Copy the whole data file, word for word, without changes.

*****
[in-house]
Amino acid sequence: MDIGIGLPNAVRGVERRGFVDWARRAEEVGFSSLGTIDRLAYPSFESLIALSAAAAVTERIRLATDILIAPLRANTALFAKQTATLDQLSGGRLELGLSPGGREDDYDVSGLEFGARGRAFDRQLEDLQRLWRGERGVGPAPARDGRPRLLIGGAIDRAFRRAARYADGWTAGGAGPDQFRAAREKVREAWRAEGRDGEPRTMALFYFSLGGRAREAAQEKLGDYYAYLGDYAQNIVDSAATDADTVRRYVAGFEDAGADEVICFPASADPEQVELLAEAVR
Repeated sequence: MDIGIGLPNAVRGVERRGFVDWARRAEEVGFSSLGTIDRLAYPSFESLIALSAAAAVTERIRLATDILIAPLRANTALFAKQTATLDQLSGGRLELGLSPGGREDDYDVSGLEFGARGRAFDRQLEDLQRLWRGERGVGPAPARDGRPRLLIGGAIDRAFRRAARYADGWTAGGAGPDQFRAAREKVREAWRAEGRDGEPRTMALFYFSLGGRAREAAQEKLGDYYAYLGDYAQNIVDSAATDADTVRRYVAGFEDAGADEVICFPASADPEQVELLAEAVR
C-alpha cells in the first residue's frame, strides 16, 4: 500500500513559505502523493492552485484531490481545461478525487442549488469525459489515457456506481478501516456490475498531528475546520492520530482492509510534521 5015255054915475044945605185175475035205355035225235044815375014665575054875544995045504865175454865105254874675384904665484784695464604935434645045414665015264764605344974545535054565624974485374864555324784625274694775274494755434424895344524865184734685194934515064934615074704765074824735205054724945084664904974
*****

[in-house]
Amino acid sequence: MDIGIGLPNAVRGVERRGFVDWARRAEEVGFSSLGTIDRLAYPSFESLIALSAAAAVTERIRLATDILIAPLRANTALFAKQTATLDQLSGGRLELGLSPGGREDDYDVSGLEFGARGRAFDRQLEDLQRLWRGERGVGPAPARDGRPRLLIGGAIDRAFRRAARYADGWTAGGAGPDQFRAAREKVREAWRAEGRDGEPRTMALFYFSLGGRAREAAQEKLGDYYAYLGDYAQNIVDSAATDADTVRRYVAGFEDAGADEVICFPASADPEQVELLAEAVR
Repeated sequence: MDIGIGLPNAVRGVERRGFVDWARRAEEVGFSSLGTIDRLAYPSFESLIALSAAAAVTERIRLATDILIAPLRANTALFAKQTATLDQLSGGRLELGLSPGGREDDYDVSGLEFGARGRAFDRQLEDLQRLWRGERGVGPAPARDGRPRLLIGGAIDRAFRRAARYADGWTAGGAGPDQFRAAREKVREAWRAEGRDGEPRTMALFYFSLGGRAREAAQEKLGDYYAYLGDYAQNIVDSAATDADTVRRYVAGFEDAGADEVICFPASADPEQVELLAEAVR
C-alpha cells in the first residue's frame, strides 16, 4: 500500500513559505502523493492552485484531490481545461478525487442549488469525459489515457456506481478501516456490475498531528475546520492520530482492509510534521 5015255054915475044945605185175475035205355035225235044815375014665575054875544995045504865175454865105254874675384904665484784695464604935434645045414665015264764605344974545535054565624974485374864555324784625274694775274494755434424895344524865184734685194934515064934615074704765074824735205054724945084664904974